Monday, October 21, 2019

When We Were Kings

Criterion Collection, Blu-ray, Release Date Oct 22, 2019
Review by Christopher S. Long

You've probably heard some variant of the claim that movies are primarily made in the editing room. Orson Welles, for example, said, “(F)or my vision of cinema, the editing is not one aspect, it is THE aspect.” You won't find many more illustrative examples of this maxim than the documentary “When We Were Kings” (1996).

Director Leon Gast was hired to shoot a documentary about Zaire 74, the music festival scheduled to accompany the massively hyped Rumble in the Jungle, the heavyweight fight between champion George Foreman and a scrappy little underdog named Muhammad Ali in Zaire (today The Democratic Republic of the Congo). The concert would feature an all-world lineup mostly headlined by African and African-American artists, including Miriam Makeba, James Brown, B.B. King, The Spinners, and many more.

A lineup like that couldn't possible miss, but when the Rumble was delayed because of a sparring injury suffered by Foreman, the show still had to go on, to a largely empty stadium since it was no longer attached to the biggest fight ever (free admission helped pack the stands on the final day, at least). After this major setback, Gast struggled to find funding to complete his project and hundreds of hours of footage would sit unused for many years.

In the late-1980s, Gast continued to shop his footage around and found a new booster in the form of lawyer and music manager David Sonenberg who became a producer on the new film-to-be. But was there really demand for a movie about the ill-starred Zaire 74, no matter how great the music was? Maybe, but in transferring and revisiting the old footage, Gast and Sonenberg (perhaps others were involved in the decision – I don't know) realized they were sitting on a trove of crackerjack material of Foreman and, especially, the photogenic and always media-available Ali, as they prepared to rumble. There would certainly be demand for a documentary about Muhammad Ali and the fight of the century.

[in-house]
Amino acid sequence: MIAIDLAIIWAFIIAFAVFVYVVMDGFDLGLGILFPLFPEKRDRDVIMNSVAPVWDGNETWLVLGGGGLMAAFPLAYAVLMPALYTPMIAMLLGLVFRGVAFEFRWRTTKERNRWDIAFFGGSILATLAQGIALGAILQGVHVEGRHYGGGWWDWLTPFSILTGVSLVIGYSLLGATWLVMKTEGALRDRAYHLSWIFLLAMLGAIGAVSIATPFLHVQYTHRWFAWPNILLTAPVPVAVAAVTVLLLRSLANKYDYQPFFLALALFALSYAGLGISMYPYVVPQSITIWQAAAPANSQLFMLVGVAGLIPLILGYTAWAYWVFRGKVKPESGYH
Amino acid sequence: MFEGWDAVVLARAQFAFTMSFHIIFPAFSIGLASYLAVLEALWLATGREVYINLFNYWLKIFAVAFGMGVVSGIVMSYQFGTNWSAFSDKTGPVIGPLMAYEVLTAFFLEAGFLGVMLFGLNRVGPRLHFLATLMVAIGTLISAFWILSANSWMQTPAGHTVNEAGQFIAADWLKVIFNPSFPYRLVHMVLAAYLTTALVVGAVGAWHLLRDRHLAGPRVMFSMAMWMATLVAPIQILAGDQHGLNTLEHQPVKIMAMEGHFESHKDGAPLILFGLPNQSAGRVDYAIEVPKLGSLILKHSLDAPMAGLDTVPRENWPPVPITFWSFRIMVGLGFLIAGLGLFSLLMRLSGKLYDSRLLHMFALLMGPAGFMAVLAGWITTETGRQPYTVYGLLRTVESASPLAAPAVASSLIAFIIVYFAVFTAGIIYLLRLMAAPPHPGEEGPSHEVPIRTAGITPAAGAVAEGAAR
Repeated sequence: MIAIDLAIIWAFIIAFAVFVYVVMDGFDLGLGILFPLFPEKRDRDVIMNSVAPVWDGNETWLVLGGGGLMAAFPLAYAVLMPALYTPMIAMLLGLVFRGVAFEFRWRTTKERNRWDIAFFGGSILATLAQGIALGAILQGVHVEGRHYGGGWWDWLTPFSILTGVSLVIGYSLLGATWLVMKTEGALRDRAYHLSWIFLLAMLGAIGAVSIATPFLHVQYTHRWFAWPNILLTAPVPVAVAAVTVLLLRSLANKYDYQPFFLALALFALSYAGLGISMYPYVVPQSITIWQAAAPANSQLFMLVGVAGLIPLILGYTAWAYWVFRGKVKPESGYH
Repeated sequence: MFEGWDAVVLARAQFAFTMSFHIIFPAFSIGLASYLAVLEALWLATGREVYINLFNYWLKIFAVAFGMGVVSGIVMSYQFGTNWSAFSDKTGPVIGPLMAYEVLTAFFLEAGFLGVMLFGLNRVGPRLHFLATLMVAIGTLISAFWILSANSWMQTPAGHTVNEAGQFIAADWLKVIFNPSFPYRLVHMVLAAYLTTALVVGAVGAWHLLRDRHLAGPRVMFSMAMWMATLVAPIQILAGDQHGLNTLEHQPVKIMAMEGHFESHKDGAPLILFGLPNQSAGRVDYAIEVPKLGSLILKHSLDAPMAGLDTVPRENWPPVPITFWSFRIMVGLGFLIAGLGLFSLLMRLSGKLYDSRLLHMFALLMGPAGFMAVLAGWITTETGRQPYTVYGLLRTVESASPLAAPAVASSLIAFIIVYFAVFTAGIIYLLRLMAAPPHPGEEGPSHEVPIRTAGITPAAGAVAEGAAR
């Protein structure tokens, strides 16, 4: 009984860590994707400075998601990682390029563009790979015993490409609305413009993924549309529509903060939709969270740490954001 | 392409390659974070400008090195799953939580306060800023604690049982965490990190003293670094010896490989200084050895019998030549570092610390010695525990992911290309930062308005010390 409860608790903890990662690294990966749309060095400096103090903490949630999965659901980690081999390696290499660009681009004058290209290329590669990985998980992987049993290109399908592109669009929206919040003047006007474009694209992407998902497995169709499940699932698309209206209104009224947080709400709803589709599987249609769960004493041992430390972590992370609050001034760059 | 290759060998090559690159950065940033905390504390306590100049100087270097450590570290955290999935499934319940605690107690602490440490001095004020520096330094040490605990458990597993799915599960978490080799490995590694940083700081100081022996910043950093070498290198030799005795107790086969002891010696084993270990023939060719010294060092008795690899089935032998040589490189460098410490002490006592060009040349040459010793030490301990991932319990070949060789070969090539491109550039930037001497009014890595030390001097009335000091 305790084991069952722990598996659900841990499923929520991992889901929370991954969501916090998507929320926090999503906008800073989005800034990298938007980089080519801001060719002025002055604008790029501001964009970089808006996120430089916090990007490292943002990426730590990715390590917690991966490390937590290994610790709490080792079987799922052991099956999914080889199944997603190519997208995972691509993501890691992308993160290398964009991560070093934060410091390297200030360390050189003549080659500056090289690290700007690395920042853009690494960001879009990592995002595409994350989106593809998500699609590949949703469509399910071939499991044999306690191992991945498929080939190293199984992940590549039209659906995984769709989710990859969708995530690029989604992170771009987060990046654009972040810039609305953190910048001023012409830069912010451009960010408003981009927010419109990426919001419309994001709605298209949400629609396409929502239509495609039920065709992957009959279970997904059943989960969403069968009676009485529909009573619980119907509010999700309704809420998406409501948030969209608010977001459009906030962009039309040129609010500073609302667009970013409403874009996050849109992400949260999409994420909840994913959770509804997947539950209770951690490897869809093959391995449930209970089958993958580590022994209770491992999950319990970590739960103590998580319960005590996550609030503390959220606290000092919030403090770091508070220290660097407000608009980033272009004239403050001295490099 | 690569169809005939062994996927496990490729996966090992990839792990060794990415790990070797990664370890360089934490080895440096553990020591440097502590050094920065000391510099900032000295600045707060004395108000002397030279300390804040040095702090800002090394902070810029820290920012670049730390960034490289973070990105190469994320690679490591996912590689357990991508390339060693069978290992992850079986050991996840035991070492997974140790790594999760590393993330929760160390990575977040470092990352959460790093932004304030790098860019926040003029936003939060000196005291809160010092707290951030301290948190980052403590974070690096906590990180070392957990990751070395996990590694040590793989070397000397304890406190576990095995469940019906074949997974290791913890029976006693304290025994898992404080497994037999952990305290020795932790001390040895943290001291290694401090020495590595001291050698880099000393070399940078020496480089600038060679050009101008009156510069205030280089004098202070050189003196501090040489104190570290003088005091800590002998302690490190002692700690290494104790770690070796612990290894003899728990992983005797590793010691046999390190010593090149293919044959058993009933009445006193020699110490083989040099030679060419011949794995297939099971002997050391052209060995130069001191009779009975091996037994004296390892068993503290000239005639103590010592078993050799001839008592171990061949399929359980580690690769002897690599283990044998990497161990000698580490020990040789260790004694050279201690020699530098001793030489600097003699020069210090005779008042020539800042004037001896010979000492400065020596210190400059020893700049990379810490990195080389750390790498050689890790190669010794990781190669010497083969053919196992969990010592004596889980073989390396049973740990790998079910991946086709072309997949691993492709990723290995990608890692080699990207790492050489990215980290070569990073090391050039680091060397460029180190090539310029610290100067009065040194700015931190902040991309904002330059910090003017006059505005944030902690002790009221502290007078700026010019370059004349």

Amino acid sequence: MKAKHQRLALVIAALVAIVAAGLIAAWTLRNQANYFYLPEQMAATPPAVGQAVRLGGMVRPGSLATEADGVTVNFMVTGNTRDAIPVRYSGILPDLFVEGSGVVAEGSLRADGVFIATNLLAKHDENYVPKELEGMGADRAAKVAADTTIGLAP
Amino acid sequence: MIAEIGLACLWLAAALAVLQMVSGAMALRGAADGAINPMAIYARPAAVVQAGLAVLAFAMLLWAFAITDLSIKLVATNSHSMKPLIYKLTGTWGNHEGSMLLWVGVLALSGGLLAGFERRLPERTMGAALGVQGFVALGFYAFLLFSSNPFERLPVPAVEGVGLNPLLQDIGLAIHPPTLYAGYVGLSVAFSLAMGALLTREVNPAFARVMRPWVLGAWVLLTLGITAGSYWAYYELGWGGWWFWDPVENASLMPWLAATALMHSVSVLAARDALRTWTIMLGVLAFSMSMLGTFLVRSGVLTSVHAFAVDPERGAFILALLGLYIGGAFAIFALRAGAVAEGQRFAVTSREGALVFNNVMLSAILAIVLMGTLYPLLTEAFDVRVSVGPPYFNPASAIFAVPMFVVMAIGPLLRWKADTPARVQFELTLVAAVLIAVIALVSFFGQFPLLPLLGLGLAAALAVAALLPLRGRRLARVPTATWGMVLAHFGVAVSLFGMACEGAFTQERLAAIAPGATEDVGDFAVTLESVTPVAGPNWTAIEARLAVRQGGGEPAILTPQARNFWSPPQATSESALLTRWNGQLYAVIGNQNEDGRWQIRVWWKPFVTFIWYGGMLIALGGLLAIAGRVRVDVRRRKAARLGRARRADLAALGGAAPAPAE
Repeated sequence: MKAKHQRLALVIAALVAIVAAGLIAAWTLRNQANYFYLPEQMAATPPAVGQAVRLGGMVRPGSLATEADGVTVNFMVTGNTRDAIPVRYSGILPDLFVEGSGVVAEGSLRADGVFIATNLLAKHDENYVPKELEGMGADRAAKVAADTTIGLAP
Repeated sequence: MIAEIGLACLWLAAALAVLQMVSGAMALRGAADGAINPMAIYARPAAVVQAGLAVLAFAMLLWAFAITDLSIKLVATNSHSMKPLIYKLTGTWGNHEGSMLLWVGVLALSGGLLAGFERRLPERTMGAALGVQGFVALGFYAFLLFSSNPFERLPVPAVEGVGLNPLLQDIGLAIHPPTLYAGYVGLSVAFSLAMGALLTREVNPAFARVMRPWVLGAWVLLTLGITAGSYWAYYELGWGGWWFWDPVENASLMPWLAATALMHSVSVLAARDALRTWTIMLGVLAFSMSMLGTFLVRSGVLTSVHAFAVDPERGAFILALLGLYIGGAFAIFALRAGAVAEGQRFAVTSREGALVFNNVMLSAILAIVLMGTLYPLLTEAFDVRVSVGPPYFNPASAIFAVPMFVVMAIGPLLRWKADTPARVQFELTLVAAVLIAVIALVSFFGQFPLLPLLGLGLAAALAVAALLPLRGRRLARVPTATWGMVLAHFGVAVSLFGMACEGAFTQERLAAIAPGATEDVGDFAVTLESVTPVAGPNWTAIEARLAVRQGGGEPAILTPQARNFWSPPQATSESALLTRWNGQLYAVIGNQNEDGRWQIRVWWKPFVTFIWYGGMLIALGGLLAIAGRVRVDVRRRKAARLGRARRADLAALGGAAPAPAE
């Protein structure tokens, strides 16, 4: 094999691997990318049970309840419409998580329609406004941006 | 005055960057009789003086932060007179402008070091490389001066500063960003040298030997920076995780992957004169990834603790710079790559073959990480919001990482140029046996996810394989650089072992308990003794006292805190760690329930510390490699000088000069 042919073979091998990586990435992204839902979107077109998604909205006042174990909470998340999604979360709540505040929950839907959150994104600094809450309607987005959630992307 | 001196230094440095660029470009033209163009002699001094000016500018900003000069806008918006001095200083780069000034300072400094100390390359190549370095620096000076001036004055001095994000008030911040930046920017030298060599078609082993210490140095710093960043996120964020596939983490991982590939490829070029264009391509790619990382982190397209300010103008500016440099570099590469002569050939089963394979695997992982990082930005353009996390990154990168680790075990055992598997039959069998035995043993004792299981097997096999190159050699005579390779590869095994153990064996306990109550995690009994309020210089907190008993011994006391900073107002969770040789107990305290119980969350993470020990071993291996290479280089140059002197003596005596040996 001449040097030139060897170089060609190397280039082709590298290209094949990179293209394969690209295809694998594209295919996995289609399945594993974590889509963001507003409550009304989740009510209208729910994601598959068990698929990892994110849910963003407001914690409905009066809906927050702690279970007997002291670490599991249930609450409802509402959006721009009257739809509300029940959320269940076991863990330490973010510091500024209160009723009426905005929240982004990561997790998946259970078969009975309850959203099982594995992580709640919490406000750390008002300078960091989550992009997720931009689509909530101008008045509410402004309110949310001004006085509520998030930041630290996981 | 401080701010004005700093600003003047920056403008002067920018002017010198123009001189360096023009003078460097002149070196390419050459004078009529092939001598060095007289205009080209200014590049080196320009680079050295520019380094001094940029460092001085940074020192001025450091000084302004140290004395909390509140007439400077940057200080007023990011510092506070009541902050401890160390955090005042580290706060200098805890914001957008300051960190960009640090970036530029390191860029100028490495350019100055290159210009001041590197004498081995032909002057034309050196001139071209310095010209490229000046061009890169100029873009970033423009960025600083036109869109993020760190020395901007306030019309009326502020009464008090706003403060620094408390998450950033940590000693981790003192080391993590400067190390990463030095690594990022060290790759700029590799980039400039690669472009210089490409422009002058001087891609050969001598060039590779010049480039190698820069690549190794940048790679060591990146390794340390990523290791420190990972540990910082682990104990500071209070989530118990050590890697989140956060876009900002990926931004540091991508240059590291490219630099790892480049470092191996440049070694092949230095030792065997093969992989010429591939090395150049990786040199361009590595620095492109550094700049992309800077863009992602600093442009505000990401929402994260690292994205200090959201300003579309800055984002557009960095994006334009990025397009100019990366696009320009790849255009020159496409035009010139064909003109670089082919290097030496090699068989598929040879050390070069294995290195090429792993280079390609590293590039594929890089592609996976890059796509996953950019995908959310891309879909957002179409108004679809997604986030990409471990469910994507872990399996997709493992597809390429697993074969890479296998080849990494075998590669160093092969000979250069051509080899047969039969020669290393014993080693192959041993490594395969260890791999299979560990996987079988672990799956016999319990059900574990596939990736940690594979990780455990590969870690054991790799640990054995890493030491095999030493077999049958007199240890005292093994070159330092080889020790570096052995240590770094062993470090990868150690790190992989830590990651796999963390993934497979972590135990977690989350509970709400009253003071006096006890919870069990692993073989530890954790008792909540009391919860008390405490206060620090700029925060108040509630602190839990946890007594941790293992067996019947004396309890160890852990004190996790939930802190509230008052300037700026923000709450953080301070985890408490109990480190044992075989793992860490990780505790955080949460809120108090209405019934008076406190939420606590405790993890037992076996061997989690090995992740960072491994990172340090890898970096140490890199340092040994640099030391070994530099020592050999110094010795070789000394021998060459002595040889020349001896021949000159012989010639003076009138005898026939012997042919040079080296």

Thus was born “When We Were Kings”, a documentary released twenty years after its main subject, which the filmmaker wasn't even directly pursuing at the time. It turned out to be a commercial hit and even an Oscar winner.

“When We Were Kings” still plays a bit like a concert film, and not because of the snippets of performances from James Brown, B.B. King, and others still in the movie. Ali, today described by some as the original rapper, entrances audiences of all kinds – groups of admiring children in Zaire, gaggles of giddy reporters, the filmmakers themselves – with his perfectly polished rhythms and cleverly scripted rhymes. “If you think the world was surprised when Nixon resigned, wait til I kick Foreman's behind.” And “(I) injured a stone, hospitalized a brick; I'm so mean I make medicine sick.”

Ali doesn't just bust rhymes (or skulls), of course. The film poignantly evokes the thrill Ali gets from being in Africa – in one of the most memorable scenes, he can barely contain the pride and joy he feels when flying on a plane staffed entirely by a black crew. Fans from Zaire were every bit as proud of Ali, who arrived as a legend and left as a demi-god (I'm understating the matter here). It's actually tough not to feel bad for the young Foreman whose chief sin was not being Muhammad Ali, and thus being identified by many as the evil American imperialist. “Ali, bomaye!” the crowds chanted. “Ali, kill him!”